It's a double-edged sword if you work for a company that's impacted by the economy and perhaps has already gone through a round of layoffs. On one hand, the resulting paranoia can be a good thing if folks are putting their nose to the grindstone and working hard (as well as smart). On the other hand, as a manager you really don't want to be the armchair psychologist and field all the CYAs that can come with that situation, do you?
More on the tightrope that is fear in the workplace from Michele Conlin over at BusinessWeek:
"For some bosses, managing the fear and loathing has become a job in itself. Trevor Traina, a Silicon Valley entrepreneur who has sold startups to Microsoft (MSFT) and Intuit (INTU), now heads DriverSide.com, a Web site that provides drivers with everything they need to know to manage car ownership. Since the downturn, the offices of the San Francisco company have become a tableau of Boy Scout-like diligence. "I'm getting e-mails all day long that say 'I'm doing this and I'm doing that,' and it makes my job harder," says Traina. "Every time I turn around, there is someone sticking their head in my office reminding me what they are doing for me." Traina has taken to informing his staff on a daily basis that the company just secured another round of funding and that they should lighten up on the oversharing.
For some leaders, the paranoia is a kind of blessing. "The world's best innovation comes from the greatest desperation," says Tom Szaky, CEO of TerraCycle, a Trenton (N.J.) company that makes organic fertilizer and other planet-friendly products. Times are tough for TerraCycle, as they are for a lot of companies that supply hard-pressed retailers. "We have no money to hire anyone," says Szaky. He put the challenge out to his charges: Do more with less. Amp up sales without spending any money.
Of course, some managers are open to letting the fear work it's magic. You know the type of magic, like employees sleeping in their back seats rather than at a Best Western:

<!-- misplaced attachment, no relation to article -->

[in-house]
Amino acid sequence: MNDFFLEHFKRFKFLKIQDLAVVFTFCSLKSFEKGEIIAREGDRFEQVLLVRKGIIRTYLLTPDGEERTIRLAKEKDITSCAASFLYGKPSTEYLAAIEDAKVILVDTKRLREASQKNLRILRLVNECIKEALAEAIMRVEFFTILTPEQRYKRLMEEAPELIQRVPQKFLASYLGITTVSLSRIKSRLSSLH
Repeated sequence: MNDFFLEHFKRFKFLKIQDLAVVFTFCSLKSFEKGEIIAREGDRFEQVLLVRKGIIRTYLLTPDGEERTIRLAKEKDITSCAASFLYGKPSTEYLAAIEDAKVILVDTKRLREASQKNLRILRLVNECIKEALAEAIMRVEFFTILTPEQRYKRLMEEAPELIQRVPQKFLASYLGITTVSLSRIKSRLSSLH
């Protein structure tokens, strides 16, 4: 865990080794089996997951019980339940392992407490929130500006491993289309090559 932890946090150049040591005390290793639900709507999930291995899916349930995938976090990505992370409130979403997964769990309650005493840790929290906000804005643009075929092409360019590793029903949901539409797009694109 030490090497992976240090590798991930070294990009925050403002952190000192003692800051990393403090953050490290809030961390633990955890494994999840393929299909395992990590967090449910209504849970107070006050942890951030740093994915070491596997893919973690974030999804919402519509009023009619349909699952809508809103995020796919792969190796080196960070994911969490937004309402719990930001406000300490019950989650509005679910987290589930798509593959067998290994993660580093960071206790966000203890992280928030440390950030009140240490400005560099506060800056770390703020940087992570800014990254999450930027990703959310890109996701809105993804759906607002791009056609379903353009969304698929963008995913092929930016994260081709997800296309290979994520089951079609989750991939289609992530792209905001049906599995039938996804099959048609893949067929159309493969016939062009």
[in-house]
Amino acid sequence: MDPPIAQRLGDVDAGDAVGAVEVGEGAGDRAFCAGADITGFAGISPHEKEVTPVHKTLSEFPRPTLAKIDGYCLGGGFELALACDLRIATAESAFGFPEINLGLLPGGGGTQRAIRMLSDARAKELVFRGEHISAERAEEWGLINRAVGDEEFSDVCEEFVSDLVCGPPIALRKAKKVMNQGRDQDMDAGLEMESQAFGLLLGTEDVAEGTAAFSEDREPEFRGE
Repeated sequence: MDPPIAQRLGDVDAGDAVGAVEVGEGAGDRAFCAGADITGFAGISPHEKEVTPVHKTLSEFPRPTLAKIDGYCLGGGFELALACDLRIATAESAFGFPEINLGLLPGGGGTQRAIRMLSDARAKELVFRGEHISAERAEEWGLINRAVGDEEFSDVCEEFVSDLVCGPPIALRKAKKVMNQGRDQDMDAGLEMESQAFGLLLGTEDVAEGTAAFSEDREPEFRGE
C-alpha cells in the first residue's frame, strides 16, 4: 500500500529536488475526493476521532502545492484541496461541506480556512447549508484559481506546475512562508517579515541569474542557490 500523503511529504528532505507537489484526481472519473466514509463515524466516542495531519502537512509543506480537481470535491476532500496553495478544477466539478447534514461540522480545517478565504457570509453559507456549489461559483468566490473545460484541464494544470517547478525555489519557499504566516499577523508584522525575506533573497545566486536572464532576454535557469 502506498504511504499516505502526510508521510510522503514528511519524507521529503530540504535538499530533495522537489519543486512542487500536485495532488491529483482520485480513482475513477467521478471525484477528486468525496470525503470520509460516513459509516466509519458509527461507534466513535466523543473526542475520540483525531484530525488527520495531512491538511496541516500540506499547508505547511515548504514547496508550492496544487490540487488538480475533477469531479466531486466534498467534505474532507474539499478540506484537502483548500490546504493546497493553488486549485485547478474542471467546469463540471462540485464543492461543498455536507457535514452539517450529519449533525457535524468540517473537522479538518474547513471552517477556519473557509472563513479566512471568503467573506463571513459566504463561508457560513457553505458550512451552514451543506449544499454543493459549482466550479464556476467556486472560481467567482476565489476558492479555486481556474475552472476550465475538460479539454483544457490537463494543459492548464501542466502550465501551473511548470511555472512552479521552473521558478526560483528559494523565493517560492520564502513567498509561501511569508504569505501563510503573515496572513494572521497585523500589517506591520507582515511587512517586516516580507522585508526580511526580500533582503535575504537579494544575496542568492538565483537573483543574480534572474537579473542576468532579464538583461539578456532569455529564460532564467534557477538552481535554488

So the TerraCyclers decided to become their own marketing machines, hitting the road and visiting stores in person. Normally, when TerraCycle staffers visit far-flung Wal-Marts (WMT) and Home Depots (HD) to check on displays and chat up customers, they take a plane, stay in a hotel, and expense their meals. But last month three members of the marketing department drove their cars more than 1,000 miles each instead. As if that weren't Grapes of Wrath enough: They also slept in their back seats.
Szaky says he has already seen a revenue jump. "Money is easy," he says. "It's good to starve companies sometimes. That's where innovation comes from."
Me? I couldn't look any of my friends in the eye and tell them they shouldn't keep their boss posted on what they're working on and the value they provide. The secret is finding the sweet spot at the intersection of communicating the value, the communication style of your boss and the tolerance for information overload that your boss has. Some bosses don't mind the data, it's a simple "delete" on their email. Others think you're a brown noser if you try that stuff. Figure it out.
As for the backseat sleeping, are you kidding me? What manager in his right mind thinks that's cool or appropriate, regardless of the times? A Best Western costs 60 bucks. You can't spring for that?
At least he could always recruit Matt Foley...